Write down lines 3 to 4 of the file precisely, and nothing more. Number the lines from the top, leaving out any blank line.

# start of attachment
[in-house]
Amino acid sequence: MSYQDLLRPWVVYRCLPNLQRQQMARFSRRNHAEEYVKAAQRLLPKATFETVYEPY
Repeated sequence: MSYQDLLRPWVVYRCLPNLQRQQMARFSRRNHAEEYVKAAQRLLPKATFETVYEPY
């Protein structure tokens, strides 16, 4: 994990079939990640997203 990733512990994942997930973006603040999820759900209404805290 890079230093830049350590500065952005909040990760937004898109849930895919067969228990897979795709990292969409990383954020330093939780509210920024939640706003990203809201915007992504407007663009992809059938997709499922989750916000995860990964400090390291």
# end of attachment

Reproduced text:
Repeated sequence: MSYQDLLRPWVVYRCLPNLQRQQMARFSRRNHAEEYVKAAQRLLPKATFETVYEPY
């Protein structure tokens, strides 16, 4: 994990079939990640997203 990733512990994942997930973006603040999820759900209404805290 890079230093830049350590500065952005909040990760937004898109849930895919067969228990897979795709990292969409990383954020330093939780509210920024939640706003990203809201915007992504407007663009992809059938997709499922989750916000995860990964400090390291």